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US tinnitus clinical trial is now open for enrolment

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On March 5, 2014 examiner, Wendy Spickerman received information, which the Tinnitus Clinical Trial Site released on March 3, 2014.

This information provided by an anonymous source stated, “Research Update for those in the US: Micro Transponder has announced that its US clinical trial is now open for enrolment. Three sites are enrolling Buffalo, New York, Dallas, Texas, and Iowa City, Iowa. There will be additional trials for those outside these trial sites or outside of the US; extending to Europe eventually.”

One can get more information by e-mailing: info@microtransponder.com or going to their website “Tinnitus Clinical Trial” which is sponsored by Micro Transponder Inc.

At the present time, Micro Transponder has not put out a press release on their website with this information. We have tried to contact them for verification reasons but no response has come back. However, the information has gone viral even before a press release.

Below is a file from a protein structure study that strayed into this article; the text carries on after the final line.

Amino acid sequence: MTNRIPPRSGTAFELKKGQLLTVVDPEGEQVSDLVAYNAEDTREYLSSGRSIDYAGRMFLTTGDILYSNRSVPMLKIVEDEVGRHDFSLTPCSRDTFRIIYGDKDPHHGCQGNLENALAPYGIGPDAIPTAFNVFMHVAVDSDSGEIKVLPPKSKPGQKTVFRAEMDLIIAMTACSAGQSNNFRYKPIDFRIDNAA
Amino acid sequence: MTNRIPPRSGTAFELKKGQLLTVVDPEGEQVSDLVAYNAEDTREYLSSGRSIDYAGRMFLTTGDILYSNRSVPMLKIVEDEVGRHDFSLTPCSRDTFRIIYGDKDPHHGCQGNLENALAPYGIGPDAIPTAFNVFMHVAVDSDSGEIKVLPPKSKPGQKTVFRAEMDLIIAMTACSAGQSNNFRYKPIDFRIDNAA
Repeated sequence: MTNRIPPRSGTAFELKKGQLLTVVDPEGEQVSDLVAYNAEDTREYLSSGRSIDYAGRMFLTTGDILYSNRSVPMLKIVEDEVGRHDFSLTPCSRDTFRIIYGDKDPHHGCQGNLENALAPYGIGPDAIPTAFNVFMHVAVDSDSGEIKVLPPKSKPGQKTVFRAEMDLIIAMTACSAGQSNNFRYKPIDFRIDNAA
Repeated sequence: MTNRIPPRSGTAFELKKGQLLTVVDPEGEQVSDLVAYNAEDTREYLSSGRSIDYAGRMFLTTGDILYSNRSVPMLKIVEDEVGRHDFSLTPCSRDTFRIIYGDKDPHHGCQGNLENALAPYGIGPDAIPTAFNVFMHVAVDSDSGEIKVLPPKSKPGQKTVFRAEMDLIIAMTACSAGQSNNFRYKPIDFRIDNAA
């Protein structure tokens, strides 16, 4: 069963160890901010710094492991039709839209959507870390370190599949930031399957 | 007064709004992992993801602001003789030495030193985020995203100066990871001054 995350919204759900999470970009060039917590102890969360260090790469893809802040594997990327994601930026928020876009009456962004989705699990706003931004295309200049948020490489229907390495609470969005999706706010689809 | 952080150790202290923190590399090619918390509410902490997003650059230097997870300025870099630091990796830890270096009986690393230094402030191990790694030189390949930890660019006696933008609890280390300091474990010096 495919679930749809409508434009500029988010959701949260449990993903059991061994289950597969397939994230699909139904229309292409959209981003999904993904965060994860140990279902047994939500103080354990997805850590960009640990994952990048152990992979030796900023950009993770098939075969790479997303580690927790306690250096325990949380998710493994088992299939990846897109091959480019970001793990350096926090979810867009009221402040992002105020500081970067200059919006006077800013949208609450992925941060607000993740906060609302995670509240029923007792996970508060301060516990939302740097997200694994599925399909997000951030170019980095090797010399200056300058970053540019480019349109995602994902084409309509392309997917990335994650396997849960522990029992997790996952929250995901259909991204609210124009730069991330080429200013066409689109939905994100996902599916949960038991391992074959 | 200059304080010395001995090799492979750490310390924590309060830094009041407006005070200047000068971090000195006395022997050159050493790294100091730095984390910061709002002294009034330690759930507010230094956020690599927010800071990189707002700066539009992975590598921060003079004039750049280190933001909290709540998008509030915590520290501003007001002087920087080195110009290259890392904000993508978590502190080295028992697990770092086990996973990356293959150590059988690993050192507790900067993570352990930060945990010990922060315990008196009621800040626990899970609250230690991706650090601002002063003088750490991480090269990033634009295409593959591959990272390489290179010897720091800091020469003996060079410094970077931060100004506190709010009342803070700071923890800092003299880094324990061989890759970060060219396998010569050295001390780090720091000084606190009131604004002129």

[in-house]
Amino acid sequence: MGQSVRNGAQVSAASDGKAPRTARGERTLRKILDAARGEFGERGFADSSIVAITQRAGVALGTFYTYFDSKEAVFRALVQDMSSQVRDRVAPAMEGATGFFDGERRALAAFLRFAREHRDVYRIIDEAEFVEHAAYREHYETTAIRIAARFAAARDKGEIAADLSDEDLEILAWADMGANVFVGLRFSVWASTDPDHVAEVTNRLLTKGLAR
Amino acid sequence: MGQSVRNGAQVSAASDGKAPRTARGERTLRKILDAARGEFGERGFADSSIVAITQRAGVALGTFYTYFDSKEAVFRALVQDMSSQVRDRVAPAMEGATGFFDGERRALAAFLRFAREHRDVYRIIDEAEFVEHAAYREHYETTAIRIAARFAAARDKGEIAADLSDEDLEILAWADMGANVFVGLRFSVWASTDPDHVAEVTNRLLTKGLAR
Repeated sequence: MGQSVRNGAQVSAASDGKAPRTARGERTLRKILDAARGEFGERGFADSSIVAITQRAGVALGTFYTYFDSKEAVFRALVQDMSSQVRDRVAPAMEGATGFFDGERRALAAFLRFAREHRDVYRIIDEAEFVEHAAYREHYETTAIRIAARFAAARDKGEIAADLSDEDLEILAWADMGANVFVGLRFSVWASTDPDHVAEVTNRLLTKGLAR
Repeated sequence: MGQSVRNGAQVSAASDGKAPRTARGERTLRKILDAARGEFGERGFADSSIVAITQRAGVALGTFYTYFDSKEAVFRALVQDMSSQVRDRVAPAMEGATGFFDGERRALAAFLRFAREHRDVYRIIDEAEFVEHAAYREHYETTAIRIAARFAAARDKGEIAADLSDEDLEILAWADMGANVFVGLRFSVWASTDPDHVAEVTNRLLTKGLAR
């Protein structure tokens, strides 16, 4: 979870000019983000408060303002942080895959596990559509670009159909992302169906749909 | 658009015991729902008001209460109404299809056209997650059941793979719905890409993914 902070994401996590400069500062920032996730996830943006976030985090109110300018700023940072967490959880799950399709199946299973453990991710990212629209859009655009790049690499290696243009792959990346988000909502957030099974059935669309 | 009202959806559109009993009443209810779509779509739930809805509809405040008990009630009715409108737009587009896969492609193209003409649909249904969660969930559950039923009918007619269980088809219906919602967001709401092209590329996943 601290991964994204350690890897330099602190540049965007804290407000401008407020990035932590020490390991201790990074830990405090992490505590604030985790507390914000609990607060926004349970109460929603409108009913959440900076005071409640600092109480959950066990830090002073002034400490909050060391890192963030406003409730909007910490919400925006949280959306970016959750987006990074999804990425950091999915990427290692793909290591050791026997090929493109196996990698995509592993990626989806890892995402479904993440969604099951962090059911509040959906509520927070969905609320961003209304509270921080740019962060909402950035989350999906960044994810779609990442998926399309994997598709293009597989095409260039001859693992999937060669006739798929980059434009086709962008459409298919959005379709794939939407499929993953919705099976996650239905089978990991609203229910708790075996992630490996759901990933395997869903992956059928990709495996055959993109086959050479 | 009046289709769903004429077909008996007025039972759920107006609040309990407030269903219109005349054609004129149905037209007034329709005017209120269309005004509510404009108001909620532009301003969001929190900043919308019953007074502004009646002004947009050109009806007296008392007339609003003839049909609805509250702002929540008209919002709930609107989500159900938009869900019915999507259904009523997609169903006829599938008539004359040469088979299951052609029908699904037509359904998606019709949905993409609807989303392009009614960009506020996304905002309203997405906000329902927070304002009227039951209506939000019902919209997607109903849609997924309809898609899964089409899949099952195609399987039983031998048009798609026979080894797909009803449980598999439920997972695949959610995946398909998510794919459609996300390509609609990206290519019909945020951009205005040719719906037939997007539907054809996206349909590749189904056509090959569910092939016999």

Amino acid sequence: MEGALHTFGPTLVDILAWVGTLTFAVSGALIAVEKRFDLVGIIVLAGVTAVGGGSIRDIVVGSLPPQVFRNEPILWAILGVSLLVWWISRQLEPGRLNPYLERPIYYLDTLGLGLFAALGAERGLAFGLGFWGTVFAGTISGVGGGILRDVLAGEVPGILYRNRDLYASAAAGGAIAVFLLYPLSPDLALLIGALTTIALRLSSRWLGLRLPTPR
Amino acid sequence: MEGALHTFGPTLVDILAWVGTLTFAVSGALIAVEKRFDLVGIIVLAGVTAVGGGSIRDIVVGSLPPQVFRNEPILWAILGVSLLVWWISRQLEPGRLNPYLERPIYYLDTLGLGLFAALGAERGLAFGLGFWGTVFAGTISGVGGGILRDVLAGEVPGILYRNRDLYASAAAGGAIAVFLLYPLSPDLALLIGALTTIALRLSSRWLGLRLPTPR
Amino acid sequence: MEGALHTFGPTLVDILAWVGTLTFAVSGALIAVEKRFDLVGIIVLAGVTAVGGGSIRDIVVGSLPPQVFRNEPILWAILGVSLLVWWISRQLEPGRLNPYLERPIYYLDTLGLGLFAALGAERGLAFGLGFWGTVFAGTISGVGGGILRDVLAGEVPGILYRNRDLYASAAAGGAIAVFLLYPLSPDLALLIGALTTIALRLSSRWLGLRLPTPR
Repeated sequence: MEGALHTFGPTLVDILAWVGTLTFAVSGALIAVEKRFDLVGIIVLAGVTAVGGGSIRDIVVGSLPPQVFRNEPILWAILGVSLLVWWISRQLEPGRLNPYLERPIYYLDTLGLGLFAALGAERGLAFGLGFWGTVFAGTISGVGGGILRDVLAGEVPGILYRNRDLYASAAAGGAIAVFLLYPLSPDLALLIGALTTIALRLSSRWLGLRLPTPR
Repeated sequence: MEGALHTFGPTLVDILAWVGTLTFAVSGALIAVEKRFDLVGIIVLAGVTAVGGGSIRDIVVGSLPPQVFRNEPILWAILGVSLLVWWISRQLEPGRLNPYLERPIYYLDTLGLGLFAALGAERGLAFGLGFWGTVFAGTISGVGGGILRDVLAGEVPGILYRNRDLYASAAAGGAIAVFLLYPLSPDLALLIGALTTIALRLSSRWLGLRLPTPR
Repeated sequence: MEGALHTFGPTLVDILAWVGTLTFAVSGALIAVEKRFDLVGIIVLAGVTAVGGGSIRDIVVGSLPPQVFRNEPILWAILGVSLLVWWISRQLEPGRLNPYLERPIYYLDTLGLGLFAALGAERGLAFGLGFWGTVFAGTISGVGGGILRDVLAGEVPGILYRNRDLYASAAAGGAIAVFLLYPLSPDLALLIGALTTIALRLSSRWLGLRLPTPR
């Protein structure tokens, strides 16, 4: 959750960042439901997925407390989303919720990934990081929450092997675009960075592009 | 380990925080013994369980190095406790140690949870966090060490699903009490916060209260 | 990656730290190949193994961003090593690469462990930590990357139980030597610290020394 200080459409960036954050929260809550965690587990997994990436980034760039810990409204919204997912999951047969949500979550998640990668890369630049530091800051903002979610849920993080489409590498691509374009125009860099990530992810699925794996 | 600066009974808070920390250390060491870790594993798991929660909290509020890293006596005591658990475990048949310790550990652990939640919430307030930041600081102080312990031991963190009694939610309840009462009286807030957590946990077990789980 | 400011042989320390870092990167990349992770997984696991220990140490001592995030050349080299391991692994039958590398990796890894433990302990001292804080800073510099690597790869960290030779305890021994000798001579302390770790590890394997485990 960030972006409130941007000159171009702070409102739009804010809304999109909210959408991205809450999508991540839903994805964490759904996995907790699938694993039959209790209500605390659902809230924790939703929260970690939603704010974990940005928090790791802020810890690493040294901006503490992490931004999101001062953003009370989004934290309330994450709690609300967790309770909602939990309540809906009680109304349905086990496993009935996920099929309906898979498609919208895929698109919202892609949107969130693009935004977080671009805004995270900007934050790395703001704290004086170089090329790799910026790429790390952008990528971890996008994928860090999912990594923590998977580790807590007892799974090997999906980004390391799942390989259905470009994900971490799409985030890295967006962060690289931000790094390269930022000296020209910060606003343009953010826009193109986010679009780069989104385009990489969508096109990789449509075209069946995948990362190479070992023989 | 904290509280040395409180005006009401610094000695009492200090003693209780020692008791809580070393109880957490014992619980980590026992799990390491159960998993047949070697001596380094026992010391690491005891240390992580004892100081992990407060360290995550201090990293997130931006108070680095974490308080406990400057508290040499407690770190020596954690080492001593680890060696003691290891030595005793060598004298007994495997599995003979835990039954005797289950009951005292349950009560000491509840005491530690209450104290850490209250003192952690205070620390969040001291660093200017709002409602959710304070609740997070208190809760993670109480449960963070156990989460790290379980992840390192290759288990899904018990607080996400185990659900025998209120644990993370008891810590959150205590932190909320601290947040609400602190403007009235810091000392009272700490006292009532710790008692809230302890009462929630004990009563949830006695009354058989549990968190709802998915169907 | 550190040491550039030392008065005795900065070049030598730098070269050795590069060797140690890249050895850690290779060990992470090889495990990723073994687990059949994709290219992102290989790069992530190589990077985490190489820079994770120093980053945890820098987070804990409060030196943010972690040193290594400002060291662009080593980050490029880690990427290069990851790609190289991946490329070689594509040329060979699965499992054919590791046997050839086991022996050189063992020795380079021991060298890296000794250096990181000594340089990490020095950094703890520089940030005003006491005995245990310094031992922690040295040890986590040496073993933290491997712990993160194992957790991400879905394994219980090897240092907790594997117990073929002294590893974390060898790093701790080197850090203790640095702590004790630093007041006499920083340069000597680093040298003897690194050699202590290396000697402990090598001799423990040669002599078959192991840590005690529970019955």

On March 6, 2014, we received an e-mail stating, "A press release would be coming out within the next 4 hours from NIH." That information has now been received and we here at Examiner.com are happy to inform you.

Micro Transponder has now released this information on their site. “3/6/14 NIH Press Release,
NIH Announces the Opening of Recruitment for Micro Transponder’s Tinnitus Clinical Trial.”

This trial is supported by the National Institute on Deafness and Other Communication Disorders, known as (NIDCD). If all goes well it may mark the change in how Tinnitus is treated.

Tinnitus affects nearly 24 million adult Americans. It is also the number one service-connected disability for returning veterans from Iraq and Afghanistan. The kind of nervous system stimuli used for this study has already shown too safely and effectively help people with other conditions such as epilepsy and depression,” said James F. Battey, Jr., M.D., PhD. Director of NIDCD.

The National Institute of Health stated, “For this new study, two groups of adults who have had moderate-to-severe tinnitus for at least one year will participate in daily 2.5 hour sessions of VNS and audio tone therapy over six weeks. One group will get the VNS and tone test treatment immediately; the other will get a combination of VNS and tones that are not expected to have a therapeutic benefit. After six weeks, both groups will receive active test treatment.

Outcomes will be measured throughout the yearlong trial using the Tinnitus Functional Index and the Tinnitus Handicap Questionnaire, two questionnaires that allow patients to report on the extent of their tinnitus. They will also be tested periodically to determine changes in minimum masking levels for the tinnitus – the decibel level of sound required to eliminate awareness of the tinnitus.”

For more information about tinnitus, go to the National Institute of Health.

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